5 Common Oral Health Problems & How to Prevent Them
Most parents work hard to help their children prevent cavities. However, there are other types of oral health problems that can pose a risk to your child’s smile. Let’s take a look at five common oral health issues and what steps your child can take to avoid them.
1. Tooth Decay
, also known as caries or tooth decay, are preventable. While cavities might not endanger your child’s life, they may negatively impact their quality of life.
When teeth and gums are regularly exposed to large amounts of starches and sugars, acids may form that begin to eat away at tooth enamel. Carbohydrate-rich foods such as candy, cookies, soft drinks, and even fruit juices leave deposits on teeth. Those deposits bond with the bacteria that normally survive in the mouth and form plaque. The combination of deposits and plaque forms acids that can damage the mineral structure of teeth, resulting in tooth decay.
To prevent cavities, good oral hygiene is key. Make sure your child brushes their teeth twice a day for two minutes and flosses daily. If they are not old enough to brush their own teeth, ask our pediatric dentists about what steps you as a parent can take to protect your child’s oral health.
2. Sensitive Teeth
Did you know your teeth expand and contract in reaction to changes in temperature? While some amount of temporary discomfort is normal with temperature changes, sensitive teeth react more strongly to these changes. For example, hot and cold food and beverages can cause pain or irritation to people with sensitive teeth.
Over time, tooth enamel can be worn down, gums may recede, or teeth may develop microscopic cracks, exposing the interior of the tooth and irritating nerve endings. Just breathing cold air can be painful for those with extremely sensitive teeth.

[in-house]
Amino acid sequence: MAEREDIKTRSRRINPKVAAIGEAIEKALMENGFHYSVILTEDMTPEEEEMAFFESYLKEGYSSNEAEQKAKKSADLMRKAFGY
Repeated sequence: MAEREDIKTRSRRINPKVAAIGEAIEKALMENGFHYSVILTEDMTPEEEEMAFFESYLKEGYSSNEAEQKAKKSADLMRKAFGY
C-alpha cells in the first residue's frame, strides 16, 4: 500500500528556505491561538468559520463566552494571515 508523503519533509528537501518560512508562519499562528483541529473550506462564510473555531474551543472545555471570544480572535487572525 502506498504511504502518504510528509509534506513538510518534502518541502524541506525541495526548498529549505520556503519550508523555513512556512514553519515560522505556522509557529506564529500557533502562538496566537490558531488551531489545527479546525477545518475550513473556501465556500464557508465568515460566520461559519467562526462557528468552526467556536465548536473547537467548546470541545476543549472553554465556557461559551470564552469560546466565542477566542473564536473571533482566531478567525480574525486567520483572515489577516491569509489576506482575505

Gum health is particularly important in preventing sensitive teeth. Make sure your child is seeing the dentist at least twice a year to monitor their gum health.
3. Gum Disease
, also known as periodontal disease, can cause inflammation, tooth loss, and bone damage.
Gum disease begins with a sticky film of bacteria called plaque. Gums in the early stage of the disease, also known as gingivitis, can bleed easily and become red and swollen. As the disease progresses to periodontitis, teeth may fall out or need to be removed by a dentist.
Gum disease is highly preventable and can usually be avoided by daily brushing and flossing. One indicator of gum disease is consistent bad breath or a bad taste in the mouth.
4. Bad Breath (Halitosis)
Daily brushing and flossing help to prevent the buildup of food particles, plaque, and bacteria in your mouth. Food particles left in the mouth deteriorate and cause bad breath.
While certain foods, such as garlic or anchovies, may create temporary bad breath, consistent bad breath may be a sign of gum disease or another dental problem. If your child is struggling with bad breath, schedule an appointment with our pediatric dentists.
5. Orthodontic Problems
A bite that does not meet properly (a malocclusion) can be inherited, or some types may be acquired. Some causes of malocclusion include missing or extra teeth, crowded teeth, or misaligned jaws. Accidents or developmental issues, such as finger or thumb sucking over an extended period of time, may cause malocclusions.
There are orthodontic solutions, such as braces and aligners, that can help if your child is struggling with malocclusions. To prevent a malocclusion in the first place, make sure the growth and development of your child’s teeth are monitored regularly by our dentists, and encourage your child to wear a sports mouth guard to prevent athletic injuries.